However, only limited evidence is available on effective strategies to improve the transition process. For example, one recent Cochrane review evaluating the effectiveness of interventions to improve the transition of adolescents from pediatric to adult health services could not draw any conclusion since only four randomized clinical trials, one of which on patients with T1DM, could be evaluated [6].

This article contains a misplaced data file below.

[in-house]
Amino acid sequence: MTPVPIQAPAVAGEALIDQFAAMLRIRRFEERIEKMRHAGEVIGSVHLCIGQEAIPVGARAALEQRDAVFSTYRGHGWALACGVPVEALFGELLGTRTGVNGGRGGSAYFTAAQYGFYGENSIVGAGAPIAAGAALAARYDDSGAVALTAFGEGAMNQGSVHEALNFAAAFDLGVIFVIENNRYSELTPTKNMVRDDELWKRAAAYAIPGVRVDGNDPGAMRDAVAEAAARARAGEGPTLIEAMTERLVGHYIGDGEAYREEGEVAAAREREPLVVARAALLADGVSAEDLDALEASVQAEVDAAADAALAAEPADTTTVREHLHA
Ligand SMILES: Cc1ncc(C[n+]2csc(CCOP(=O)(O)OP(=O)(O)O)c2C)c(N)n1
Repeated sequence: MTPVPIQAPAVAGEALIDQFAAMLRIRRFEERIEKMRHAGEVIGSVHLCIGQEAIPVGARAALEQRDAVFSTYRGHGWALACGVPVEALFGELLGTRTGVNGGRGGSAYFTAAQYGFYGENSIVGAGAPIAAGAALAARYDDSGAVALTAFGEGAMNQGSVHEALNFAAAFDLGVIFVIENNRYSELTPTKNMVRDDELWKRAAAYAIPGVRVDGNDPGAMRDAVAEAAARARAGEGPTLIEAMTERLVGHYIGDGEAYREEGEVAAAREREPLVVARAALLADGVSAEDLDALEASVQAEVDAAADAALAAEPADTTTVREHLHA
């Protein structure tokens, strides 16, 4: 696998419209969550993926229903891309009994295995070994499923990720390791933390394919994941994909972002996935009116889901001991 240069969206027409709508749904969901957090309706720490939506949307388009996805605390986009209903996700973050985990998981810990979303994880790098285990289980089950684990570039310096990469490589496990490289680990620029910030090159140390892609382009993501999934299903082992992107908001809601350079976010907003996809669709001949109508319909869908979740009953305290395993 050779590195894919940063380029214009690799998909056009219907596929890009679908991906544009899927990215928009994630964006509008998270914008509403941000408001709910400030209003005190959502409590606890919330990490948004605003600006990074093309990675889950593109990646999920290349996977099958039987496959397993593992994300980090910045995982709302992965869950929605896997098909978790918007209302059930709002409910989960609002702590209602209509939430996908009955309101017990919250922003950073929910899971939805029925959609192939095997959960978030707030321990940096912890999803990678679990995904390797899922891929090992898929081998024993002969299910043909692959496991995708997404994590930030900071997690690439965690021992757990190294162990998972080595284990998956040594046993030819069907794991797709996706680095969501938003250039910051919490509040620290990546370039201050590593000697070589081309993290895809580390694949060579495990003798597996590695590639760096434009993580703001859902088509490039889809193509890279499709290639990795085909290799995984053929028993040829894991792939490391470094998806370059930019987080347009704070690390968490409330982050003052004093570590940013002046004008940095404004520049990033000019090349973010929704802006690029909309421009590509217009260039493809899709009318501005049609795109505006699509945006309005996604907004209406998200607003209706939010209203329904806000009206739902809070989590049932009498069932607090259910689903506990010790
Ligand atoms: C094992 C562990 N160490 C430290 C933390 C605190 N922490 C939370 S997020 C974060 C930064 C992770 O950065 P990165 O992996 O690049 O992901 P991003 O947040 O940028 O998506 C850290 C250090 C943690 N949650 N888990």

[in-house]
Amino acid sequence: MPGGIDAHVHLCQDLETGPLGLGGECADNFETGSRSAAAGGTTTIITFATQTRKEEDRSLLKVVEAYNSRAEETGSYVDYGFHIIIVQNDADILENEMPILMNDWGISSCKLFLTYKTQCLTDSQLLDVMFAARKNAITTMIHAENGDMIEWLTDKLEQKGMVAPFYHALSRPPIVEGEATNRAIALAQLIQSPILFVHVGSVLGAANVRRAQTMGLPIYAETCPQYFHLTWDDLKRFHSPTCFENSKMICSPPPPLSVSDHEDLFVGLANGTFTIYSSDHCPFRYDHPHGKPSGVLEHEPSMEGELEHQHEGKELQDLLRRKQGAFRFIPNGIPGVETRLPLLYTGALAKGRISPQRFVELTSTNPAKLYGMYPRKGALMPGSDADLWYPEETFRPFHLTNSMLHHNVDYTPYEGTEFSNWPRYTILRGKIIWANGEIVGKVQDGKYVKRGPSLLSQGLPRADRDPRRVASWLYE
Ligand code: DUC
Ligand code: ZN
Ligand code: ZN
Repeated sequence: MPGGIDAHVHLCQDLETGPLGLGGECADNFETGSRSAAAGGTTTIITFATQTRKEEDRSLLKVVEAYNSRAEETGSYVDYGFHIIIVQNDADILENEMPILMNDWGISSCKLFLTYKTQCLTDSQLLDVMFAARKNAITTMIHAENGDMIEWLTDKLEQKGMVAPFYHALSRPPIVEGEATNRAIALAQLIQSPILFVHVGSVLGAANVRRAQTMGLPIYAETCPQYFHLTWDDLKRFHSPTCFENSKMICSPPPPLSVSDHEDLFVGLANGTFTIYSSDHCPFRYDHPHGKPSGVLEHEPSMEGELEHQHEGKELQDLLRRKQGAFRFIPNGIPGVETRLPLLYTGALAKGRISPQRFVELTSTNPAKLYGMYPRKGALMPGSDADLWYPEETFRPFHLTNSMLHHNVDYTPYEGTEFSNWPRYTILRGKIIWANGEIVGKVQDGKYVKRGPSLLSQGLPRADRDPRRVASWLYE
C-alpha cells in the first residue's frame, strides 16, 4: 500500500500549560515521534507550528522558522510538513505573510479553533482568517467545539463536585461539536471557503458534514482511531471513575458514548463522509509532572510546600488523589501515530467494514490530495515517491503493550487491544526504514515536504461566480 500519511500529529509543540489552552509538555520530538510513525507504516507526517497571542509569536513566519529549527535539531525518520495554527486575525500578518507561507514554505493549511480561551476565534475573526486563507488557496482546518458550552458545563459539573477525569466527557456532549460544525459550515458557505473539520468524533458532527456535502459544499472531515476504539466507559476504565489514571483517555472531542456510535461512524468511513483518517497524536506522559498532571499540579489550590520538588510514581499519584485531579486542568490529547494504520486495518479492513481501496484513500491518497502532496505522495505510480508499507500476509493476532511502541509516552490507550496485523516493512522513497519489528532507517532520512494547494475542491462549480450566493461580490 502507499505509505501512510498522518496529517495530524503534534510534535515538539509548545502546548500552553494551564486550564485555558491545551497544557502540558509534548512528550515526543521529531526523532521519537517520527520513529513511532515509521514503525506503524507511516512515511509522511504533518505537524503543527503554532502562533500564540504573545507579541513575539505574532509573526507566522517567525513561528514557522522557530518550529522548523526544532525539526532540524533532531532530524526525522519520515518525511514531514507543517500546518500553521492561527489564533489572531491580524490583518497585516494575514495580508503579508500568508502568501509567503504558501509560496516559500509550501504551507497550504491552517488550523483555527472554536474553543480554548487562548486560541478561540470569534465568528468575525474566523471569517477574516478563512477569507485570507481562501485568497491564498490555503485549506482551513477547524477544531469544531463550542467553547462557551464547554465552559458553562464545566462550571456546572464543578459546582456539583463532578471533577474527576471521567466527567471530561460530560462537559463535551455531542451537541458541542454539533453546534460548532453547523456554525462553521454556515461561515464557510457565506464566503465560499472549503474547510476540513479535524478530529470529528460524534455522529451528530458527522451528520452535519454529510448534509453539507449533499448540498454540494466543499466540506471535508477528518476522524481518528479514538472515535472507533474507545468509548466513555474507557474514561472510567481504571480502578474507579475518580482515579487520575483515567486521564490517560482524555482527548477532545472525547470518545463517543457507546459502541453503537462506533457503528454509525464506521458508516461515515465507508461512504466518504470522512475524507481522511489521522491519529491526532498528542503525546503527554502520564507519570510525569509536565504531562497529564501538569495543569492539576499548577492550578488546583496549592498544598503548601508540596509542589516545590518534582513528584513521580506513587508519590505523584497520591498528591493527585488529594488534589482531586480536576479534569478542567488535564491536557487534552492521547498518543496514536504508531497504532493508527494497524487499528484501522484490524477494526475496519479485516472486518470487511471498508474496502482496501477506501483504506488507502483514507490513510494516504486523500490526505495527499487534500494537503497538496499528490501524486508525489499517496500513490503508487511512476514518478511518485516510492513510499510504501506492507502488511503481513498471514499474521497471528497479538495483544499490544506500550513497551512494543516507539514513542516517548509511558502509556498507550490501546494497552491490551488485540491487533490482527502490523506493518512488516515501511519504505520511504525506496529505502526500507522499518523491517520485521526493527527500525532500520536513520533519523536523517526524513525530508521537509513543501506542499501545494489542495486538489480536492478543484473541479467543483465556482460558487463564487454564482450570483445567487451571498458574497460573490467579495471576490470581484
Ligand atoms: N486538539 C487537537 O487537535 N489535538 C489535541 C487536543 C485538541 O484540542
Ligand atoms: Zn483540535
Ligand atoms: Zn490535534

Transitioning itself could represent a cause of glycemic control worsening. In the USA, for example, transitioning from pediatric to adult care patients diagnosed with T1DM in adolescence was associated with increased risk of poor glycemic control [7]. A review by Lyons et al., however, highlighted that in various observational studies, many of which were from European countries, HbA1c even improved after transferring patients to adult care.2 Evidence from one particular socio-geographical context may not be generalizable to different settings. In fact, in a recent Danish study, a decrease in glycated hemoglobin (HbA1c) was observed on average after transfer to adult care, however, social factors were strongly associated with glycemic control [8].